That’s not to say Tougaloo students never struggle. “You get used to being a big fish in a small pond,” says White. She is the assistant director of the college’s Jackson Heart Study Program, which collaborates with the National Institutes of Health to train pre-meds in cardiovascular research. Tougaloo students apply through a rigorous process as freshmen; for many, it’s the first step toward admission to the EIP. “A lot of students are so successful in high school and college they don’t know how to fail,” White says. “I’ll give them a pep talk: medical school is not like anything you’ve ever done.”
McGinnis, who still teaches chemistry and is dean of Tougaloo’s Division of Natural Sciences, admits that majors from his department can have trouble with the biology-heavy curriculum of medical school. Each year he does his best to ensure that the five or six applicants to the EIP are up to the challenge, seeing that they shadow health professionals in the Jackson area, take advantage of research and other educational opportunities, meet prerequisites, and keep their grades up. “Though he’s not African American,” Adams says of McGinnis, “he’s as dedicated to the education and nurturing of African American students as anyone I’ve ever met.”
Jabbar R. Bennett, PhD, associate dean for diversity and director of the Office of Diversity and Multicultural Affairs at Alpert Medical School, and Zoila Quezada, MEd, the office’s assistant director, travel to Jackson each year to interview Tougaloo sophomores for the EIP and to visit older students already in the pipeline. (Quezada and Bennett recommend students to Medical School admissions officers, who make the ultimate decision; Bennett also serves on the admissions committee.) As a condition of their admission to the Medical School, Tougaloo students spend one undergrad semester at Brown, to get a taste of Ivy League, and New England, life. “The exchange gives them a sense of what it’s like up there,” McGinnis says. “Some decide not to go after the semester at Brown.”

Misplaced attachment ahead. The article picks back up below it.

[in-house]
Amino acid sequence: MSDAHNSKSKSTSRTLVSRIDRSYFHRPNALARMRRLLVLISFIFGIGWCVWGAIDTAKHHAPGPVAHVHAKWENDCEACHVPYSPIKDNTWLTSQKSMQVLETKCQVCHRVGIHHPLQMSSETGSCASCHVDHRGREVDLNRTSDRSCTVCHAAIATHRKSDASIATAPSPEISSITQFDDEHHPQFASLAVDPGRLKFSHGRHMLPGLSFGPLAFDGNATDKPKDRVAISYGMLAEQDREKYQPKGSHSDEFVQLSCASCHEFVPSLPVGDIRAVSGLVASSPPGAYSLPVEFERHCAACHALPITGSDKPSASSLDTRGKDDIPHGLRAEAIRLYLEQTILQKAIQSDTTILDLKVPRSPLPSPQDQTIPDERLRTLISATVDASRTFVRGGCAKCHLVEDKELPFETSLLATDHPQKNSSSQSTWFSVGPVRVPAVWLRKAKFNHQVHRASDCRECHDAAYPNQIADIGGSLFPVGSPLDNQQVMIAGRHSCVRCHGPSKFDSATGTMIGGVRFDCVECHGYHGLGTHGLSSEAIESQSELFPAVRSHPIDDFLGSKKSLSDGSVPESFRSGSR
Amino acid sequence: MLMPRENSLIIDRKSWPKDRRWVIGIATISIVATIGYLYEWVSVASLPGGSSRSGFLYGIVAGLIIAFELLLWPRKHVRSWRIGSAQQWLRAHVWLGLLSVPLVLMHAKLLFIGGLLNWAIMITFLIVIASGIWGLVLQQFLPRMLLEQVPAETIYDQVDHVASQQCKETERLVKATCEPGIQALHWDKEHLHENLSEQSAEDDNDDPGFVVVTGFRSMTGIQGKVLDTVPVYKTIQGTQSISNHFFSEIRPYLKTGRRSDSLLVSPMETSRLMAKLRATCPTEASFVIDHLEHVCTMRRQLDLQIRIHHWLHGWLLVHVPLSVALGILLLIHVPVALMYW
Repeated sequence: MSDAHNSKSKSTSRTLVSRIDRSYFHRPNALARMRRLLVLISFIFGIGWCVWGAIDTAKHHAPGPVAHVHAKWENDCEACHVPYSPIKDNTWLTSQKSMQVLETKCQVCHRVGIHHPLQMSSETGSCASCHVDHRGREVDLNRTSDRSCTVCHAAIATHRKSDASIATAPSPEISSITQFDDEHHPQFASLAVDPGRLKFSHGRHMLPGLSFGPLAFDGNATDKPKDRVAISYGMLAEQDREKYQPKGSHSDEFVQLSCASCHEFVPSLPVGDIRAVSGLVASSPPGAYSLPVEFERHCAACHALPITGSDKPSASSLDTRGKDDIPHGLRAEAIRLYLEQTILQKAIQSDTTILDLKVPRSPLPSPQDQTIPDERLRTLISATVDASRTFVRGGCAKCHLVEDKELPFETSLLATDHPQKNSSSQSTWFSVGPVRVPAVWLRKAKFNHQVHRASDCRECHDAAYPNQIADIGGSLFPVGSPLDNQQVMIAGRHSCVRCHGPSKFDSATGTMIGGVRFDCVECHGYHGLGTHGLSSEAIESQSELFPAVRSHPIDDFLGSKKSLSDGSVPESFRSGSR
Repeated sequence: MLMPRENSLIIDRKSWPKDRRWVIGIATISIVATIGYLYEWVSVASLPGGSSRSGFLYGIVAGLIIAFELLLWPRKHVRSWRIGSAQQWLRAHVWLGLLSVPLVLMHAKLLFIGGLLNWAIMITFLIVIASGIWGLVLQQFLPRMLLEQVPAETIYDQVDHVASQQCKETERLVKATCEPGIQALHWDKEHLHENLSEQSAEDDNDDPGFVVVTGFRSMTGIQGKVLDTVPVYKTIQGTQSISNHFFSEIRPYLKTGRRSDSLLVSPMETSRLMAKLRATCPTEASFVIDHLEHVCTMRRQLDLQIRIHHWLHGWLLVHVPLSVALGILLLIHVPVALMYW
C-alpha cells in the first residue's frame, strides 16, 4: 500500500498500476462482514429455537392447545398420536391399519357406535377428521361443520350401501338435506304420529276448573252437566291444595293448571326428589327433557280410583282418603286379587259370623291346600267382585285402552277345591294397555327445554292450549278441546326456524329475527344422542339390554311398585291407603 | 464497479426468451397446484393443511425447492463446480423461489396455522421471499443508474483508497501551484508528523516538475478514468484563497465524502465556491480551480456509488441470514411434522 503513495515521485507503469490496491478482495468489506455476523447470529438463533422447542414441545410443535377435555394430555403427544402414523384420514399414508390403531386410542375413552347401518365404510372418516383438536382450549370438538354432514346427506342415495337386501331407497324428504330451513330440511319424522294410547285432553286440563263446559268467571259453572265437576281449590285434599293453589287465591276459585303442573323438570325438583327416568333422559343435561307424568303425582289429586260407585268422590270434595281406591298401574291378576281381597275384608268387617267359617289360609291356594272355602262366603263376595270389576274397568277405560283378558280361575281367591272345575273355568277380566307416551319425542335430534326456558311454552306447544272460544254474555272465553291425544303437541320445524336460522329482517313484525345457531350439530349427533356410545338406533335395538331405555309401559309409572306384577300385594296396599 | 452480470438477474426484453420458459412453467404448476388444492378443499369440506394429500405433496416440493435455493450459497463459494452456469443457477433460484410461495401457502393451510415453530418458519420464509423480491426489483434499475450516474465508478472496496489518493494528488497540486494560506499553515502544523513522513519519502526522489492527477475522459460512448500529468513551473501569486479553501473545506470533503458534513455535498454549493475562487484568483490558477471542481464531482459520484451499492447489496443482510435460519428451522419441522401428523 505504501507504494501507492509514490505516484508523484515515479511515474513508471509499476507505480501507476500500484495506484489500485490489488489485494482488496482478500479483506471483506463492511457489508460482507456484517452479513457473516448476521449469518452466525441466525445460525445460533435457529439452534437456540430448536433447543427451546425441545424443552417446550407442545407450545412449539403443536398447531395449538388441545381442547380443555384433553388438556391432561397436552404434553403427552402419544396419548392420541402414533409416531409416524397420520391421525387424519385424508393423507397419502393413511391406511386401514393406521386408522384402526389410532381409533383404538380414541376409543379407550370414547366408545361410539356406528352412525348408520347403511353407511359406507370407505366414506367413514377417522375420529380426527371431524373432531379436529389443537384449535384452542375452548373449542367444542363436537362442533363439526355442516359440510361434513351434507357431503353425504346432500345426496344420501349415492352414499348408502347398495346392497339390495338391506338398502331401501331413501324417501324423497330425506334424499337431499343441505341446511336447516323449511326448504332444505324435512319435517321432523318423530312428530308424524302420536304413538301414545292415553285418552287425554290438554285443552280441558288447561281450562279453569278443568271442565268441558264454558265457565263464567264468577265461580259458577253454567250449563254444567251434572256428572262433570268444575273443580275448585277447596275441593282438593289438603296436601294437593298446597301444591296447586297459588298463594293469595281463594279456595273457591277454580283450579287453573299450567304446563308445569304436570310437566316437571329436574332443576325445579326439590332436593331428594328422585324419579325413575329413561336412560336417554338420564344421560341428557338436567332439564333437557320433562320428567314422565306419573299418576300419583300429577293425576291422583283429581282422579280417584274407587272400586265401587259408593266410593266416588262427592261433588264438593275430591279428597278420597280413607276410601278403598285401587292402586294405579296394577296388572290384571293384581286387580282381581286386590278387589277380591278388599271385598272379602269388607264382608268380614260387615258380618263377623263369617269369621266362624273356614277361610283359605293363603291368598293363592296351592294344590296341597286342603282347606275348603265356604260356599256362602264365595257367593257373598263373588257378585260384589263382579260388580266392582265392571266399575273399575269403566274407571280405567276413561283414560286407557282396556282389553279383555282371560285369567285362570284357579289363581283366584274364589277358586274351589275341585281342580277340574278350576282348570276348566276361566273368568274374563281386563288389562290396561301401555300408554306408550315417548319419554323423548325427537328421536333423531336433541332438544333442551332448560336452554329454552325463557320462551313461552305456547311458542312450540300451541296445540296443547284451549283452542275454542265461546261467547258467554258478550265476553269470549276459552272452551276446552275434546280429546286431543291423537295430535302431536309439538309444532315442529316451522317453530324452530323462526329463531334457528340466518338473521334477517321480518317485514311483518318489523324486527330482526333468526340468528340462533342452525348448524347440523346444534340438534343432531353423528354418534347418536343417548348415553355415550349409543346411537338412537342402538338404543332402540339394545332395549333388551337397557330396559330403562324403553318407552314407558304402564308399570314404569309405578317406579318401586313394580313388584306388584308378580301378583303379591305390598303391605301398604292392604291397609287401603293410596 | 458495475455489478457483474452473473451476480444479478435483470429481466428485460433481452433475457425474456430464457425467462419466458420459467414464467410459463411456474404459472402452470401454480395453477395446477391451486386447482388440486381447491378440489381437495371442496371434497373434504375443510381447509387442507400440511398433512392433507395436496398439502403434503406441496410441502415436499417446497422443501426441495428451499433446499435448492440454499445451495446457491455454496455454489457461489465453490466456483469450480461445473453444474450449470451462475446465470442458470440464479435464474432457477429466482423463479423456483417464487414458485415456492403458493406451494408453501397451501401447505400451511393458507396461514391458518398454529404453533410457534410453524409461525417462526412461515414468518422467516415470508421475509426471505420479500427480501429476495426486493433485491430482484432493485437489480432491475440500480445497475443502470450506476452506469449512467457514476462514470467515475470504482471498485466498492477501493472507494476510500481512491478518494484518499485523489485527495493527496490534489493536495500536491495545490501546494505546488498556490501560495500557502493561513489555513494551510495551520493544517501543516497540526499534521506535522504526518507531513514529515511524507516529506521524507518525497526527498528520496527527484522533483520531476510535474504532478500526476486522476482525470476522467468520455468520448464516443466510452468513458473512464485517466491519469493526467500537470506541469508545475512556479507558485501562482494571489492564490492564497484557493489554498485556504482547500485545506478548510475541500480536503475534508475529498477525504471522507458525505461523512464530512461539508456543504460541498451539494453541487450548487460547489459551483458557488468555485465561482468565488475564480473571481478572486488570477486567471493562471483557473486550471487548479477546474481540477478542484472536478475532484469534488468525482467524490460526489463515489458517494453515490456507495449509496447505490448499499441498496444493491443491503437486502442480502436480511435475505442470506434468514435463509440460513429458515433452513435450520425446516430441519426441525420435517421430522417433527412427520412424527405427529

But Quezada says that happens rarely; the competitive program is the reason many students apply to Tougaloo in the first place. Indeed, Henderson says adjusting to life at a school with such a storied civil rights history was the greater struggle. “Even though it’s a tiny, tiny little campus, [Tougaloo] was a big place in my mind,” he says.
When Tougaloo graduates arrive in Providence, it’s hardly sink or swim; they have a built-in alumni network to help them adjust to everyday life as well as the rigors of medical school. “It was tough being away from my family, but they were replaced by my [Tougaloo] big brothers and big sisters,” says Montoya Taylor MD’08, a cardiology fellow at The Ohio State University. He quickly felt at home at the Medical School, he adds. “They really nurture you,” Taylor says. “Brown is like Tougaloo—the small classes, the close-knit community.”
White, who stays in close contact with her former students, calls Brown “one of the most Southern places up there. People are so friendly.” She adds: “We’ve had students go to several different medical schools, but the support system pales in comparison to what they get at Brown. Brown goes above and beyond.”